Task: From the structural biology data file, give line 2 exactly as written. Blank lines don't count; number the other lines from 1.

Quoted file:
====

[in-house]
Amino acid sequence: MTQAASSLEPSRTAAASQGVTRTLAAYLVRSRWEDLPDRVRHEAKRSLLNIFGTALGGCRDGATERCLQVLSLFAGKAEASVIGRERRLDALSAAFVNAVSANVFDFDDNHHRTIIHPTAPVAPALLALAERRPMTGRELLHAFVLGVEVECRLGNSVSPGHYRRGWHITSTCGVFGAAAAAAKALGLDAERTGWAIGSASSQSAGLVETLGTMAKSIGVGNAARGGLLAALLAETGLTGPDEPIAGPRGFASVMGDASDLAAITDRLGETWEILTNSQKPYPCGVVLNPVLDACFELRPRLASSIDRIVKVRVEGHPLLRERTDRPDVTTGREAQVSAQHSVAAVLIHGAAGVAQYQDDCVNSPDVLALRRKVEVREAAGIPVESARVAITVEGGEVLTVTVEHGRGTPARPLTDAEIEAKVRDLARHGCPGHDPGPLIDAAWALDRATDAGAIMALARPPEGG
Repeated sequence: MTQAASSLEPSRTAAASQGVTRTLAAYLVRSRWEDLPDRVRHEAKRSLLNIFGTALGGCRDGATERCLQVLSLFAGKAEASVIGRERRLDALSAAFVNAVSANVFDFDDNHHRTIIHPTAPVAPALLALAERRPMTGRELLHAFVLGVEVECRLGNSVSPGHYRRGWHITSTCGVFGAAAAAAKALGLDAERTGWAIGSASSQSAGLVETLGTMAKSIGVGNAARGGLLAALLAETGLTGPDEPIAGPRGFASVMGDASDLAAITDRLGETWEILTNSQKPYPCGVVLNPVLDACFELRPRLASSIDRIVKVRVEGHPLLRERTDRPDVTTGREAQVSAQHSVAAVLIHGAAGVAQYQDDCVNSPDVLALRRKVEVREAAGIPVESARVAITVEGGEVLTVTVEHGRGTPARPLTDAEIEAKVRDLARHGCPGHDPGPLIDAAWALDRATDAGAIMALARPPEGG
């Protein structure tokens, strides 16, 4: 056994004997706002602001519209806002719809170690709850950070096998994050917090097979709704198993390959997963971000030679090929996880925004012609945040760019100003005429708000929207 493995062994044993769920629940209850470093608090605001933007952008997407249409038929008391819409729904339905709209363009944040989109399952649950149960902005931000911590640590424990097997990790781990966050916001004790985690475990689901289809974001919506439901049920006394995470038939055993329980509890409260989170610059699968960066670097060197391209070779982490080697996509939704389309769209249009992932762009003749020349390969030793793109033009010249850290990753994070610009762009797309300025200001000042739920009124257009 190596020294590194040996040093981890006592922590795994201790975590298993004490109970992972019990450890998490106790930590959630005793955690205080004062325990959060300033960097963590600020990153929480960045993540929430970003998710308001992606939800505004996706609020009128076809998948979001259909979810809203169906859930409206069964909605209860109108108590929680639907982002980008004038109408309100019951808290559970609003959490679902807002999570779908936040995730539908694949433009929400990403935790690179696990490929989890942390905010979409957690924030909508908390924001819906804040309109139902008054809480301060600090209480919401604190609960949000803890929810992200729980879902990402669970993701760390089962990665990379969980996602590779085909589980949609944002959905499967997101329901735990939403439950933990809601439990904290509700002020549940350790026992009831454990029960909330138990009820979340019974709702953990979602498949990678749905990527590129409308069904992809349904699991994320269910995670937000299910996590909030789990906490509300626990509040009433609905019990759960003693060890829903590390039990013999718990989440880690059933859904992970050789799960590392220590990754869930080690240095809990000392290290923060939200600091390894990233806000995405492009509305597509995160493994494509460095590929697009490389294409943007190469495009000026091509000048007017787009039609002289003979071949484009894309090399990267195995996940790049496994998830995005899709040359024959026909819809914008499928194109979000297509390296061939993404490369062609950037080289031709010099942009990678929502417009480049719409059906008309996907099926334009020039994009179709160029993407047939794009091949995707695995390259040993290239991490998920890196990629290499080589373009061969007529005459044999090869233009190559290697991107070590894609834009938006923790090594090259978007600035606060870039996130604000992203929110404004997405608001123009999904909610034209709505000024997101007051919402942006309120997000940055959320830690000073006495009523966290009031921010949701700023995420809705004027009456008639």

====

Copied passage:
Amino acid sequence: MTQAASSLEPSRTAAASQGVTRTLAAYLVRSRWEDLPDRVRHEAKRSLLNIFGTALGGCRDGATERCLQVLSLFAGKAEASVIGRERRLDALSAAFVNAVSANVFDFDDNHHRTIIHPTAPVAPALLALAERRPMTGRELLHAFVLGVEVECRLGNSVSPGHYRRGWHITSTCGVFGAAAAAAKALGLDAERTGWAIGSASSQSAGLVETLGTMAKSIGVGNAARGGLLAALLAETGLTGPDEPIAGPRGFASVMGDASDLAAITDRLGETWEILTNSQKPYPCGVVLNPVLDACFELRPRLASSIDRIVKVRVEGHPLLRERTDRPDVTTGREAQVSAQHSVAAVLIHGAAGVAQYQDDCVNSPDVLALRRKVEVREAAGIPVESARVAITVEGGEVLTVTVEHGRGTPARPLTDAEIEAKVRDLARHGCPGHDPGPLIDAAWALDRATDAGAIMALARPPEGG